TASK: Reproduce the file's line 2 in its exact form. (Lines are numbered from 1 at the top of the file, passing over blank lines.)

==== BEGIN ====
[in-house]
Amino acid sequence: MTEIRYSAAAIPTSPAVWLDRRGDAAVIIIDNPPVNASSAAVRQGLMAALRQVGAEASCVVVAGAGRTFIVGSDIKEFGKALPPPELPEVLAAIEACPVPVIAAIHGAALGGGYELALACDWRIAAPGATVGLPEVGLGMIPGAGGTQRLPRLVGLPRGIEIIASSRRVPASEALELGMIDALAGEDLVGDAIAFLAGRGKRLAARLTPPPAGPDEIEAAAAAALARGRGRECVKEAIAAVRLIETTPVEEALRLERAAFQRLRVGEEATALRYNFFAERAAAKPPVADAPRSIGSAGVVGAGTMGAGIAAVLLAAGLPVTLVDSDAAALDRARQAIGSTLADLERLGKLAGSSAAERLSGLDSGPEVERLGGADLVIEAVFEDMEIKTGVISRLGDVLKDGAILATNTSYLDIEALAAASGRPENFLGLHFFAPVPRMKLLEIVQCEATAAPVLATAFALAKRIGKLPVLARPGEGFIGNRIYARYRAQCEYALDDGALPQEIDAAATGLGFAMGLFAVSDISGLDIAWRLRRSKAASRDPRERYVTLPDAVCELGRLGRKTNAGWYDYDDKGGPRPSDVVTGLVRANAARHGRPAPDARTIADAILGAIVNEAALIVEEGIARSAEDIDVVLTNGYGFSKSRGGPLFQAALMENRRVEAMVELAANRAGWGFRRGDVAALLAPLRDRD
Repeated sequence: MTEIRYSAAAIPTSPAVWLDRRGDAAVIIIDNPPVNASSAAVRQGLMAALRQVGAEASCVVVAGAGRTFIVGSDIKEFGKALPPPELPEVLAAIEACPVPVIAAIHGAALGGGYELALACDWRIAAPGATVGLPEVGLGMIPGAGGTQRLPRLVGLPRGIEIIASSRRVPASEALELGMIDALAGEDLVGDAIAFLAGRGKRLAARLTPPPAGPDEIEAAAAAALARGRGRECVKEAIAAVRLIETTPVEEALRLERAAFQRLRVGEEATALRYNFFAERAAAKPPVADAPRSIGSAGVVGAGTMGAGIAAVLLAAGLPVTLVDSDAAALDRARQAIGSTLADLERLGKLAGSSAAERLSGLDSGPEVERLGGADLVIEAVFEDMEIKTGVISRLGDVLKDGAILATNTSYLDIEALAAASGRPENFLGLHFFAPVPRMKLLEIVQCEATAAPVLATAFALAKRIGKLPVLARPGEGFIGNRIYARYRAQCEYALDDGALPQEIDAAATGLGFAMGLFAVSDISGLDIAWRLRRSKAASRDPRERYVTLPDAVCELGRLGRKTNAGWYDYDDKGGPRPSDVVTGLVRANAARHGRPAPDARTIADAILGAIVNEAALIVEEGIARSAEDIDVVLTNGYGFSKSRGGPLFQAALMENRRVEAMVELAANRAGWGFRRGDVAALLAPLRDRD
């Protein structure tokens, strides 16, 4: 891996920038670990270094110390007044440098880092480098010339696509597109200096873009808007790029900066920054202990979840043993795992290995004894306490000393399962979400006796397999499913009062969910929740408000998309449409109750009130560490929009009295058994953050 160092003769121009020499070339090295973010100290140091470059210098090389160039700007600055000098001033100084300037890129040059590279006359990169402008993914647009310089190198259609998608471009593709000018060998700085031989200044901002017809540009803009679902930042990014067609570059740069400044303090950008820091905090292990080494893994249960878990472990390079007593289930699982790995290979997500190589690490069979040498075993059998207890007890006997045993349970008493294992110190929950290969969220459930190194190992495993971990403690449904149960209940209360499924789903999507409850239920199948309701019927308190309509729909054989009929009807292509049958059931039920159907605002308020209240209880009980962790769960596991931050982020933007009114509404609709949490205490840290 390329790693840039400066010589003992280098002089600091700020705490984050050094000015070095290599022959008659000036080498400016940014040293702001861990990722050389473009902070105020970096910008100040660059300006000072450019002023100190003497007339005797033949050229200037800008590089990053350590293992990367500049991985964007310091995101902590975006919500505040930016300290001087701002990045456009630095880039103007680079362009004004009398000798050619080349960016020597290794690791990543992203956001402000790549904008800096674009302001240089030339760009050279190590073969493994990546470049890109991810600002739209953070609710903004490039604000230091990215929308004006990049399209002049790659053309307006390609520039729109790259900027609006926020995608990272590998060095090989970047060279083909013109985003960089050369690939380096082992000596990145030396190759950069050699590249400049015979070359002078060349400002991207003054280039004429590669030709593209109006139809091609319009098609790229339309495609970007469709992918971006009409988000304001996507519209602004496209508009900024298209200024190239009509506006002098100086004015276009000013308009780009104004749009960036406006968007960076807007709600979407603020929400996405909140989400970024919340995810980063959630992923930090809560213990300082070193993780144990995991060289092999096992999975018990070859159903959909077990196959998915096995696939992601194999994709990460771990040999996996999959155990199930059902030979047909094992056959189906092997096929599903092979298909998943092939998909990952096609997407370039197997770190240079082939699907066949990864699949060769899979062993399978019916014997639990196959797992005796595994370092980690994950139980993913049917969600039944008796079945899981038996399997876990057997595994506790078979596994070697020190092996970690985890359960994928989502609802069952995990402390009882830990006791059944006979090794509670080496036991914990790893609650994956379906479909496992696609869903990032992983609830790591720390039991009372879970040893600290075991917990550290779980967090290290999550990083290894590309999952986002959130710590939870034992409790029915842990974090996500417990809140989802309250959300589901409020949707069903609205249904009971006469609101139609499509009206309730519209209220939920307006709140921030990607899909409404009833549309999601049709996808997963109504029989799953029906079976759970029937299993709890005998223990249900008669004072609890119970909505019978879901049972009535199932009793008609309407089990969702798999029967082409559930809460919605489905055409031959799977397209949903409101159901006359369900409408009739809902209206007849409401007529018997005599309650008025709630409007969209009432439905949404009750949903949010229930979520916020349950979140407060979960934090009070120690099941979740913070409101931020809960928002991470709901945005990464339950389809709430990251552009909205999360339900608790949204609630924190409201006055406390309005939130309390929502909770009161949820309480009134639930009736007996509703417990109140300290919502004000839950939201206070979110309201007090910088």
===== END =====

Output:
Amino acid sequence: MTEIRYSAAAIPTSPAVWLDRRGDAAVIIIDNPPVNASSAAVRQGLMAALRQVGAEASCVVVAGAGRTFIVGSDIKEFGKALPPPELPEVLAAIEACPVPVIAAIHGAALGGGYELALACDWRIAAPGATVGLPEVGLGMIPGAGGTQRLPRLVGLPRGIEIIASSRRVPASEALELGMIDALAGEDLVGDAIAFLAGRGKRLAARLTPPPAGPDEIEAAAAAALARGRGRECVKEAIAAVRLIETTPVEEALRLERAAFQRLRVGEEATALRYNFFAERAAAKPPVADAPRSIGSAGVVGAGTMGAGIAAVLLAAGLPVTLVDSDAAALDRARQAIGSTLADLERLGKLAGSSAAERLSGLDSGPEVERLGGADLVIEAVFEDMEIKTGVISRLGDVLKDGAILATNTSYLDIEALAAASGRPENFLGLHFFAPVPRMKLLEIVQCEATAAPVLATAFALAKRIGKLPVLARPGEGFIGNRIYARYRAQCEYALDDGALPQEIDAAATGLGFAMGLFAVSDISGLDIAWRLRRSKAASRDPRERYVTLPDAVCELGRLGRKTNAGWYDYDDKGGPRPSDVVTGLVRANAARHGRPAPDARTIADAILGAIVNEAALIVEEGIARSAEDIDVVLTNGYGFSKSRGGPLFQAALMENRRVEAMVELAANRAGWGFRRGDVAALLAPLRDRD